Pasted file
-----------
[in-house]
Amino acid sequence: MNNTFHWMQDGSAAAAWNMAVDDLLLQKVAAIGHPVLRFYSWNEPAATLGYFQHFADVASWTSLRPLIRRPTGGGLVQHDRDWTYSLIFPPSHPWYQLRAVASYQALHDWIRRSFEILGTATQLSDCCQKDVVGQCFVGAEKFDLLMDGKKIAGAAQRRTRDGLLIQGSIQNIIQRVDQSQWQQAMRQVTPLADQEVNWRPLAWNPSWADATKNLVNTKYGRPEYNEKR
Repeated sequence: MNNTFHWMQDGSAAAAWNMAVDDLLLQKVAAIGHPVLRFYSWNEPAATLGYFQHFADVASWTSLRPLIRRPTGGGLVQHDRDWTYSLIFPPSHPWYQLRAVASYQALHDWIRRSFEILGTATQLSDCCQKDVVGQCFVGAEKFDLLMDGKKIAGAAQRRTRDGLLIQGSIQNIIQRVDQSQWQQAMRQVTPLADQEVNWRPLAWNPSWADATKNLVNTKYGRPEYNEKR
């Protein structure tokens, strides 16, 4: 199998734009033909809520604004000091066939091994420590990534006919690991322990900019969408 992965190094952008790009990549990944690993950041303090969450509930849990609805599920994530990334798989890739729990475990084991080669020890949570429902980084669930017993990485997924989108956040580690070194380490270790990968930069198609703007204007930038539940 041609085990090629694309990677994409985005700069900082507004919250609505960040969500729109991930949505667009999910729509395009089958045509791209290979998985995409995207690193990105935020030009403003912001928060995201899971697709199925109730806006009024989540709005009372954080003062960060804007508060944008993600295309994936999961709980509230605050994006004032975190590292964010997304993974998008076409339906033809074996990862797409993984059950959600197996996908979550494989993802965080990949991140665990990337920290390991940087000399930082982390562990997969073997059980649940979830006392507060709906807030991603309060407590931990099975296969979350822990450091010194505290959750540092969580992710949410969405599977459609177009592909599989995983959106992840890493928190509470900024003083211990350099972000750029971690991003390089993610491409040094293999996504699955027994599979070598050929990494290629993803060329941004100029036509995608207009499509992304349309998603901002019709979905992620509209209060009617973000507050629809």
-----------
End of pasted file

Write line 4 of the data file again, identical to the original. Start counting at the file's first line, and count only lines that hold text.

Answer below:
């Protein structure tokens, strides 16, 4: 199998734009033909809520604004000091066939091994420590990534006919690991322990900019969408 992965190094952008790009990549990944690993950041303090969450509930849990609805599920994530990334798989890739729990475990084991080669020890949570429902980084669930017993990485997924989108956040580690070194380490270790990968930069198609703007204007930038539940 041609085990090629694309990677994409985005700069900082507004919250609505960040969500729109991930949505667009999910729509395009089958045509791209290979998985995409995207690193990105935020030009403003912001928060995201899971697709199925109730806006009024989540709005009372954080003062960060804007508060944008993600295309994936999961709980509230605050994006004032975190590292964010997304993974998008076409339906033809074996990862797409993984059950959600197996996908979550494989993802965080990949991140665990990337920290390991940087000399930082982390562990997969073997059980649940979830006392507060709906807030991603309060407590931990099975296969979350822990450091010194505290959750540092969580992710949410969405599977459609177009592909599989995983959106992840890493928190509470900024003083211990350099972000750029971690991003390089993610491409040094293999996504699955027994599979070598050929990494290629993803060329941004100029036509995608207009499509992304349309998603901002019709979905992620509209209060009617973000507050629809």